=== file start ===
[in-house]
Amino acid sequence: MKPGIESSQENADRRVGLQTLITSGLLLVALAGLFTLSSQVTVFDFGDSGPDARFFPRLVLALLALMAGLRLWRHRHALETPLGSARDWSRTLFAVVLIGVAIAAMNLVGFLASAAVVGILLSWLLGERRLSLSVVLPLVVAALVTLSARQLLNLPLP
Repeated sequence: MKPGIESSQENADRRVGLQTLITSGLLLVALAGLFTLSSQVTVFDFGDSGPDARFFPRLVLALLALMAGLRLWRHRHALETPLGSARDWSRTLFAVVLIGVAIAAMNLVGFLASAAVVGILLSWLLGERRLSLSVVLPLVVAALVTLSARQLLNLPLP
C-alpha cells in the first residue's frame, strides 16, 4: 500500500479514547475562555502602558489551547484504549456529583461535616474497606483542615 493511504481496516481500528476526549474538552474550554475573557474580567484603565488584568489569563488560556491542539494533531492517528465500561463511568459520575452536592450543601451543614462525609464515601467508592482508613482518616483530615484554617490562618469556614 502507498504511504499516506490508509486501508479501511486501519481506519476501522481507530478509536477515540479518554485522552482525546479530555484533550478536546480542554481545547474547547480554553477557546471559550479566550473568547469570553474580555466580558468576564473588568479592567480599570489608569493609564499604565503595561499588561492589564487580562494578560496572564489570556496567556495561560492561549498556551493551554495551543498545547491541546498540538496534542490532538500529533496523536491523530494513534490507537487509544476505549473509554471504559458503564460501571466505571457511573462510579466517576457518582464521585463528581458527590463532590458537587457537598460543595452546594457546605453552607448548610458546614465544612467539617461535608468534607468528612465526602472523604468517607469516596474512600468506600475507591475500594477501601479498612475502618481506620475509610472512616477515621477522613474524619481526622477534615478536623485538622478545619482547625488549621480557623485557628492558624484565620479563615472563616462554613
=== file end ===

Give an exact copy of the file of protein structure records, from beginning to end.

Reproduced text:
[in-house]
Amino acid sequence: MKPGIESSQENADRRVGLQTLITSGLLLVALAGLFTLSSQVTVFDFGDSGPDARFFPRLVLALLALMAGLRLWRHRHALETPLGSARDWSRTLFAVVLIGVAIAAMNLVGFLASAAVVGILLSWLLGERRLSLSVVLPLVVAALVTLSARQLLNLPLP
Repeated sequence: MKPGIESSQENADRRVGLQTLITSGLLLVALAGLFTLSSQVTVFDFGDSGPDARFFPRLVLALLALMAGLRLWRHRHALETPLGSARDWSRTLFAVVLIGVAIAAMNLVGFLASAAVVGILLSWLLGERRLSLSVVLPLVVAALVTLSARQLLNLPLP
C-alpha cells in the first residue's frame, strides 16, 4: 500500500479514547475562555502602558489551547484504549456529583461535616474497606483542615 493511504481496516481500528476526549474538552474550554475573557474580567484603565488584568489569563488560556491542539494533531492517528465500561463511568459520575452536592450543601451543614462525609464515601467508592482508613482518616483530615484554617490562618469556614 502507498504511504499516506490508509486501508479501511486501519481506519476501522481507530478509536477515540479518554485522552482525546479530555484533550478536546480542554481545547474547547480554553477557546471559550479566550473568547469570553474580555466580558468576564473588568479592567480599570489608569493609564499604565503595561499588561492589564487580562494578560496572564489570556496567556495561560492561549498556551493551554495551543498545547491541546498540538496534542490532538500529533496523536491523530494513534490507537487509544476505549473509554471504559458503564460501571466505571457511573462510579466517576457518582464521585463528581458527590463532590458537587457537598460543595452546594457546605453552607448548610458546614465544612467539617461535608468534607468528612465526602472523604468517607469516596474512600468506600475507591475500594477501601479498612475502618481506620475509610472512616477515621477522613474524619481526622477534615478536623485538622478545619482547625488549621480557623485557628492558624484565620479563615472563616462554613